With the Liverpool docks just across the Mersey River from Birkenhead, Thomas was working as a ‘rivet boy’ at 17 years old. His brother George had spent some time as a stoker for a ship and Thomas later went on to the same job, a ‘marine fireman’ in his words.

Thomas decided to head to Australia when he was 27 and he continued to work on ships as a fireman.

Off to War

War broke out when Thomas was 31 and he enlisted with the Australian Imperial Force in Newcastle, NSW on 18 September 1915. He was assigned to the 31st Battalion, 3rd reinforcements. He began his training at the Liverpool New South Wales camp and then at the Broadmeadows camp in Victoria.

On 18 February 1916 he headed for Egypt on the HMAT A70 Ballarat, which docked in Suez on 23 March. With the arrival of the many new recruits, further reorganization was being done and Thomas was assigned to A Company, 1st Platoon. Thomas’ time in Egypt was spent doing further training and guarding the Suez Canal.

On 15 June, the 31st Battalion began to make their way to the Western Front, first by train from Moascar to Alexandria and then aboard the troopship Hororata, sailing to Marseilles. After disembarking on 22 June, they took trains to Steenbeque, 35 kilometres from Fleurbaix, arriving on 26 June 1916.

631-Thomas Holland-image3.jpg
Scene of the Battle of Fromelles 19th / 20th July 1916
source FFFAIF Background to the Battle of Fromelles Part 2: 1916 and the Battle of the Somme » Fromelles Map 8_sml The Battle of Fromelles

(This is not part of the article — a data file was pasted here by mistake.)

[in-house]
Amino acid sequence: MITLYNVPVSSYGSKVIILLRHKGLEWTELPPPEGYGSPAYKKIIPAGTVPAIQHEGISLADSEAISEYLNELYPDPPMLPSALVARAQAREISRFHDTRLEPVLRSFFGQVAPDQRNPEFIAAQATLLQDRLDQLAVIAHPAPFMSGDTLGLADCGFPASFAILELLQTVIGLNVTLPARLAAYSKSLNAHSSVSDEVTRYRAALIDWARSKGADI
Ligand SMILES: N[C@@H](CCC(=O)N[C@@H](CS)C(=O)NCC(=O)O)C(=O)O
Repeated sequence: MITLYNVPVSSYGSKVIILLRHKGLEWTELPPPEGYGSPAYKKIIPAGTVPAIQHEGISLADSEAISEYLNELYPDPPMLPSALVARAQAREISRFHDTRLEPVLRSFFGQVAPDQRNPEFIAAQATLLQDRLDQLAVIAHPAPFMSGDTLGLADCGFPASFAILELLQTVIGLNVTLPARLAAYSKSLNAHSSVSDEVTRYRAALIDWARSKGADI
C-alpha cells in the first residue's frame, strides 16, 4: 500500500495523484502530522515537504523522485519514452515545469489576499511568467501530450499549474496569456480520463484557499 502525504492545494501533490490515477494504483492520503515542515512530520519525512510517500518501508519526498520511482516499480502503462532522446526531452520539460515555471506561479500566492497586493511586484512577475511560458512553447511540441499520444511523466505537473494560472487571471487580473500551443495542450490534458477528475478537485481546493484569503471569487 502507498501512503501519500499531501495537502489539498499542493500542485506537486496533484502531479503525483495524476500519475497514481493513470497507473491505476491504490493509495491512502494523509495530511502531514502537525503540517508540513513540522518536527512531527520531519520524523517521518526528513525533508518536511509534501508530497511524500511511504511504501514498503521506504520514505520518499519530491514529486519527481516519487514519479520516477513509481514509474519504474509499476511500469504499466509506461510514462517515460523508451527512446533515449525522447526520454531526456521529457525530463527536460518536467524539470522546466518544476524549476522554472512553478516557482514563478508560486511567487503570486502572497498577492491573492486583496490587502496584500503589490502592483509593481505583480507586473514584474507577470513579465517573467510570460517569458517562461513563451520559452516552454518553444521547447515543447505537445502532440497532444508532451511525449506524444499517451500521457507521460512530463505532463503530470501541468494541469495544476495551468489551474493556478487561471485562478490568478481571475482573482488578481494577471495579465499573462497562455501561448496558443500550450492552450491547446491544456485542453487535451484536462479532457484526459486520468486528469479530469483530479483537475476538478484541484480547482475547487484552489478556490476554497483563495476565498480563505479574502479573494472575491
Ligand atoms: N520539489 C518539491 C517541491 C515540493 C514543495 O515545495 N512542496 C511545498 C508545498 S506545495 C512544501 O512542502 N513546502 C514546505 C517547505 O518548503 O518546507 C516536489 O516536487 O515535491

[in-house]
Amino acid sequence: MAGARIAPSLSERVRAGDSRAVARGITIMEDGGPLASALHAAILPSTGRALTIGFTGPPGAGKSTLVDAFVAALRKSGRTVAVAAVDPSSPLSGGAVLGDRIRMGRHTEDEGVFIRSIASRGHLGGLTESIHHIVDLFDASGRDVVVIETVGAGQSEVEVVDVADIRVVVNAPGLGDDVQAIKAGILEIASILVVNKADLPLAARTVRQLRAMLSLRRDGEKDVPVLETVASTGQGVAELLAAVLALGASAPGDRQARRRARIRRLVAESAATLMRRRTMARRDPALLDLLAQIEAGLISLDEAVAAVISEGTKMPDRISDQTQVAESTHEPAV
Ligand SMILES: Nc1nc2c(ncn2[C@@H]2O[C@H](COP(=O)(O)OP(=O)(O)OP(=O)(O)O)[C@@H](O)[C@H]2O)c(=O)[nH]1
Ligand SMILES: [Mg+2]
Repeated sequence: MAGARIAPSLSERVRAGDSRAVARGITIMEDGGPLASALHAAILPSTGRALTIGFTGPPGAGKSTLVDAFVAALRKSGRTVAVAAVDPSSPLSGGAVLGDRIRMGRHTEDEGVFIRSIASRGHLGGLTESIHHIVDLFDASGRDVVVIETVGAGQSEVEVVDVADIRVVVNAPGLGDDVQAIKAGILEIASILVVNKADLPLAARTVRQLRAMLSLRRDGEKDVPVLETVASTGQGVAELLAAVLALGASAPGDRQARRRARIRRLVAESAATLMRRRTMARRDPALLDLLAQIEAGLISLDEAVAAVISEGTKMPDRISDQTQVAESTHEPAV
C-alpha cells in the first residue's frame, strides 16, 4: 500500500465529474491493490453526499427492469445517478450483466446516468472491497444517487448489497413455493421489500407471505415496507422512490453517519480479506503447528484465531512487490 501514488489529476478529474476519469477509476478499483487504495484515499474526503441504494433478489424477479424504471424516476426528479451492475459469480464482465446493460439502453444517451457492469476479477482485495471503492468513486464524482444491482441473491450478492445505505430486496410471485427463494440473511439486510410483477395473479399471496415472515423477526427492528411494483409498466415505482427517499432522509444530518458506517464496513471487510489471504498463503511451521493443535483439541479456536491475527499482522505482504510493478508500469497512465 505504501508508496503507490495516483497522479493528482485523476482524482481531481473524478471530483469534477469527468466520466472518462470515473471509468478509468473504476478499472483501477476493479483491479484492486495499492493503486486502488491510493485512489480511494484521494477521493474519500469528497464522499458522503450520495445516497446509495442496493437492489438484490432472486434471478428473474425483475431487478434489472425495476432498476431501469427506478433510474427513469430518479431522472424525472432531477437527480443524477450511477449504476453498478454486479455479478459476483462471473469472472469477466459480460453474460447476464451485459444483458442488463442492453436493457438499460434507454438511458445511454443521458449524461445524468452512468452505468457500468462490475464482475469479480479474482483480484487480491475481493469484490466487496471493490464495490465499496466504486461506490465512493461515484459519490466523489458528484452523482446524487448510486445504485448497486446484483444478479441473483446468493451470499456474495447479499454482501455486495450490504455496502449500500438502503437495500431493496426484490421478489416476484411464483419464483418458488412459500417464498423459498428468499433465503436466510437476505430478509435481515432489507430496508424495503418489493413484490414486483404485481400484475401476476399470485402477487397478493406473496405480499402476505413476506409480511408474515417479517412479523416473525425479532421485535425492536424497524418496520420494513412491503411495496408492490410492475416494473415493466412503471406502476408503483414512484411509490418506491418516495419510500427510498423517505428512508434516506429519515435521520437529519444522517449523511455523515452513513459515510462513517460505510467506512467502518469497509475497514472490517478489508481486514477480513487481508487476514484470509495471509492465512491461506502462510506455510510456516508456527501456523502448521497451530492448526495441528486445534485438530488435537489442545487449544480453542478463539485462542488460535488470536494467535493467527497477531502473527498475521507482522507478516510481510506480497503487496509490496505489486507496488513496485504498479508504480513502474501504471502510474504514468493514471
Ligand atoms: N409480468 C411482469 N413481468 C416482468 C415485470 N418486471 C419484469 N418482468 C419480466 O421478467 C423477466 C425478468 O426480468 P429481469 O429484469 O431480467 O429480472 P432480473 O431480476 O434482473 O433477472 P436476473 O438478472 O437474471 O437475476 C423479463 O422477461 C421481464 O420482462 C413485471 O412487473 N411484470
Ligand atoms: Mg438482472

After settling in and continuing their training, they were into the trenches for the first time on 11 July. The battalion strength was 979 soldiers.

For the next few days, they were in and out of the trenches. The original plan was for an attack on the 17th, but bad weather caused it to be postponed.

Thomas was then back into the front line on the 19th and at 4.00 pm they were in position for their attack. Their assault began at 5.58 pm, with four waves of men going over the parapet:

“Just prior to launching the attack, the enemy bombardment was hellish, and it seemed as if they knew accurately the time set”

AWM War Diaries

The pre battle bombardment did have a big impact on German first line trenches and the 31st quickly advanced to the second line, which was mostly ditches filled with water. Even with the initial support, they remained under heavy artillery from both sides.

631-Thomas Holland-image4.png
source AWM War Diaries 31st Battalion, July 1916

Unfortunately, with the speed of their advances, ‘friendly’ artillery fire caused a large number of Australian casualties. They were able to take out a German machine gun, but they were being “seriously enfiladed” from their left flank. Fighting continued throughout the night with heavy firing from concealed machine guns from Delangre Farm and houses.